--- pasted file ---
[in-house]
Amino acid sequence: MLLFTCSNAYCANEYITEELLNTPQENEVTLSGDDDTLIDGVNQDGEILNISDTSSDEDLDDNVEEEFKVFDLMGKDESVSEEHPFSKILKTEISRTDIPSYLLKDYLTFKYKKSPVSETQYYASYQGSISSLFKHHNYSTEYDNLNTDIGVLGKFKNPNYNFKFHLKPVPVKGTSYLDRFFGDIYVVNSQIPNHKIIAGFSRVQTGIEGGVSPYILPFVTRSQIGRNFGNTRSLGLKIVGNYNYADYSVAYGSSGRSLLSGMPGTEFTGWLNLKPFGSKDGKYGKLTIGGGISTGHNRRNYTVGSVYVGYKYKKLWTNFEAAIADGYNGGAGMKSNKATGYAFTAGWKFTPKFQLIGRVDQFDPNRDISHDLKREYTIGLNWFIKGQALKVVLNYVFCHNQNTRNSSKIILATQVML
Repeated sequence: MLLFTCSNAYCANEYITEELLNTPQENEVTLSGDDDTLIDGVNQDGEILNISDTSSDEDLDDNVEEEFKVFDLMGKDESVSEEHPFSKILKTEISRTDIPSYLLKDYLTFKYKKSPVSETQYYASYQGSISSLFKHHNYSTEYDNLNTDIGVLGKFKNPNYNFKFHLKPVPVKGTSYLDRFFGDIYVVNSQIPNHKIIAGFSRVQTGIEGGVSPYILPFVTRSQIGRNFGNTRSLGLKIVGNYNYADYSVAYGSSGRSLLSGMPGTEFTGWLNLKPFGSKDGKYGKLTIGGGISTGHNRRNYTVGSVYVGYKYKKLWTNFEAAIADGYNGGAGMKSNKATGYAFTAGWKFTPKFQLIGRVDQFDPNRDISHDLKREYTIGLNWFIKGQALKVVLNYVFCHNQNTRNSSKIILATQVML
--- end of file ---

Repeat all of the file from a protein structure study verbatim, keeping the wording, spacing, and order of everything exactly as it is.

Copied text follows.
[in-house]
Amino acid sequence: MLLFTCSNAYCANEYITEELLNTPQENEVTLSGDDDTLIDGVNQDGEILNISDTSSDEDLDDNVEEEFKVFDLMGKDESVSEEHPFSKILKTEISRTDIPSYLLKDYLTFKYKKSPVSETQYYASYQGSISSLFKHHNYSTEYDNLNTDIGVLGKFKNPNYNFKFHLKPVPVKGTSYLDRFFGDIYVVNSQIPNHKIIAGFSRVQTGIEGGVSPYILPFVTRSQIGRNFGNTRSLGLKIVGNYNYADYSVAYGSSGRSLLSGMPGTEFTGWLNLKPFGSKDGKYGKLTIGGGISTGHNRRNYTVGSVYVGYKYKKLWTNFEAAIADGYNGGAGMKSNKATGYAFTAGWKFTPKFQLIGRVDQFDPNRDISHDLKREYTIGLNWFIKGQALKVVLNYVFCHNQNTRNSSKIILATQVML
Repeated sequence: MLLFTCSNAYCANEYITEELLNTPQENEVTLSGDDDTLIDGVNQDGEILNISDTSSDEDLDDNVEEEFKVFDLMGKDESVSEEHPFSKILKTEISRTDIPSYLLKDYLTFKYKKSPVSETQYYASYQGSISSLFKHHNYSTEYDNLNTDIGVLGKFKNPNYNFKFHLKPVPVKGTSYLDRFFGDIYVVNSQIPNHKIIAGFSRVQTGIEGGVSPYILPFVTRSQIGRNFGNTRSLGLKIVGNYNYADYSVAYGSSGRSLLSGMPGTEFTGWLNLKPFGSKDGKYGKLTIGGGISTGHNRRNYTVGSVYVGYKYKKLWTNFEAAIADGYNGGAGMKSNKATGYAFTAGWKFTPKFQLIGRVDQFDPNRDISHDLKREYTIGLNWFIKGQALKVVLNYVFCHNQNTRNSSKIILATQVML